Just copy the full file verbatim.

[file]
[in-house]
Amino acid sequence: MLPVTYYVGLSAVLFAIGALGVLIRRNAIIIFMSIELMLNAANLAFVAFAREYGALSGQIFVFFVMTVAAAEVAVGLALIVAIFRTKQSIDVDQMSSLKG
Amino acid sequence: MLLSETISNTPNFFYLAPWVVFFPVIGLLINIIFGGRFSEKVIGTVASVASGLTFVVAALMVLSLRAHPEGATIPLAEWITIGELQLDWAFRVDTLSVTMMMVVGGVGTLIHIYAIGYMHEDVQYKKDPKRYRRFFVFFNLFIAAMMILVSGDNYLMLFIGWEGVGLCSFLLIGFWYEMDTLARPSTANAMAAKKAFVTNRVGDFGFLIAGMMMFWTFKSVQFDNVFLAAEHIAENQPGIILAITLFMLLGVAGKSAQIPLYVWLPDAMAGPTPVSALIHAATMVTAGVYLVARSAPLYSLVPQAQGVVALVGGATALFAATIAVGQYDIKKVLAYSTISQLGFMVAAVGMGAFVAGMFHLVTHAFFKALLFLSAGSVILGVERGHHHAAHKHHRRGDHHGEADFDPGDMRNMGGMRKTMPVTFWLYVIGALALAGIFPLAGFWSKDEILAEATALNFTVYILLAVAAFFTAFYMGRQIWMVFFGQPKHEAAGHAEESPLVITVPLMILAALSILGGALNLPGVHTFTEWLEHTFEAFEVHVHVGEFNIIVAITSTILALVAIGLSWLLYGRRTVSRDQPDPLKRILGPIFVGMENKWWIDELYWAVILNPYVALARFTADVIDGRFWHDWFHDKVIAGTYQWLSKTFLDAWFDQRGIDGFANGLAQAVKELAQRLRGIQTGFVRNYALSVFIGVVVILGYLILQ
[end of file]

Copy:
[in-house]
Amino acid sequence: MLPVTYYVGLSAVLFAIGALGVLIRRNAIIIFMSIELMLNAANLAFVAFAREYGALSGQIFVFFVMTVAAAEVAVGLALIVAIFRTKQSIDVDQMSSLKG
Amino acid sequence: MLLSETISNTPNFFYLAPWVVFFPVIGLLINIIFGGRFSEKVIGTVASVASGLTFVVAALMVLSLRAHPEGATIPLAEWITIGELQLDWAFRVDTLSVTMMMVVGGVGTLIHIYAIGYMHEDVQYKKDPKRYRRFFVFFNLFIAAMMILVSGDNYLMLFIGWEGVGLCSFLLIGFWYEMDTLARPSTANAMAAKKAFVTNRVGDFGFLIAGMMMFWTFKSVQFDNVFLAAEHIAENQPGIILAITLFMLLGVAGKSAQIPLYVWLPDAMAGPTPVSALIHAATMVTAGVYLVARSAPLYSLVPQAQGVVALVGGATALFAATIAVGQYDIKKVLAYSTISQLGFMVAAVGMGAFVAGMFHLVTHAFFKALLFLSAGSVILGVERGHHHAAHKHHRRGDHHGEADFDPGDMRNMGGMRKTMPVTFWLYVIGALALAGIFPLAGFWSKDEILAEATALNFTVYILLAVAAFFTAFYMGRQIWMVFFGQPKHEAAGHAEESPLVITVPLMILAALSILGGALNLPGVHTFTEWLEHTFEAFEVHVHVGEFNIIVAITSTILALVAIGLSWLLYGRRTVSRDQPDPLKRILGPIFVGMENKWWIDELYWAVILNPYVALARFTADVIDGRFWHDWFHDKVIAGTYQWLSKTFLDAWFDQRGIDGFANGLAQAVKELAQRLRGIQTGFVRNYALSVFIGVVVILGYLILQ